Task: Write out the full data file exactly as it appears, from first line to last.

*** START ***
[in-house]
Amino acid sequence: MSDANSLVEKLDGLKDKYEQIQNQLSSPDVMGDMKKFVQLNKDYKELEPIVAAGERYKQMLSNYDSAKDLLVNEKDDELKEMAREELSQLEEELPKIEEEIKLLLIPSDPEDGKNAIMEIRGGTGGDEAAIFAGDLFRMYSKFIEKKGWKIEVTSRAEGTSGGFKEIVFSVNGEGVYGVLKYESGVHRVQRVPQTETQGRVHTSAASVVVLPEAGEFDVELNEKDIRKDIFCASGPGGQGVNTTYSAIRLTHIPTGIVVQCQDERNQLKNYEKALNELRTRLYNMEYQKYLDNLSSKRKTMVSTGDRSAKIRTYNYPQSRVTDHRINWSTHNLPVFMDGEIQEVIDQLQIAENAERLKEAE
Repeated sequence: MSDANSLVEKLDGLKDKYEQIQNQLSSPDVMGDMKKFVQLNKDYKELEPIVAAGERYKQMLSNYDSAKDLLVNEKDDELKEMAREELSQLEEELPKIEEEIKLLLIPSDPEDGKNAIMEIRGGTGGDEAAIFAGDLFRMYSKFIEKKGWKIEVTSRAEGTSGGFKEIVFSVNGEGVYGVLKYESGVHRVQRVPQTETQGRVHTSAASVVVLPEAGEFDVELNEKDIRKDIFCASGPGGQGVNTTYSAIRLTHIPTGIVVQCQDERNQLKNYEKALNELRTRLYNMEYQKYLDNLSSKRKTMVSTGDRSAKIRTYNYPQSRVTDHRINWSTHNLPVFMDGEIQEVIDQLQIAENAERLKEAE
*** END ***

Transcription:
[in-house]
Amino acid sequence: MSDANSLVEKLDGLKDKYEQIQNQLSSPDVMGDMKKFVQLNKDYKELEPIVAAGERYKQMLSNYDSAKDLLVNEKDDELKEMAREELSQLEEELPKIEEEIKLLLIPSDPEDGKNAIMEIRGGTGGDEAAIFAGDLFRMYSKFIEKKGWKIEVTSRAEGTSGGFKEIVFSVNGEGVYGVLKYESGVHRVQRVPQTETQGRVHTSAASVVVLPEAGEFDVELNEKDIRKDIFCASGPGGQGVNTTYSAIRLTHIPTGIVVQCQDERNQLKNYEKALNELRTRLYNMEYQKYLDNLSSKRKTMVSTGDRSAKIRTYNYPQSRVTDHRINWSTHNLPVFMDGEIQEVIDQLQIAENAERLKEAE
Repeated sequence: MSDANSLVEKLDGLKDKYEQIQNQLSSPDVMGDMKKFVQLNKDYKELEPIVAAGERYKQMLSNYDSAKDLLVNEKDDELKEMAREELSQLEEELPKIEEEIKLLLIPSDPEDGKNAIMEIRGGTGGDEAAIFAGDLFRMYSKFIEKKGWKIEVTSRAEGTSGGFKEIVFSVNGEGVYGVLKYESGVHRVQRVPQTETQGRVHTSAASVVVLPEAGEFDVELNEKDIRKDIFCASGPGGQGVNTTYSAIRLTHIPTGIVVQCQDERNQLKNYEKALNELRTRLYNMEYQKYLDNLSSKRKTMVSTGDRSAKIRTYNYPQSRVTDHRINWSTHNLPVFMDGEIQEVIDQLQIAENAERLKEAE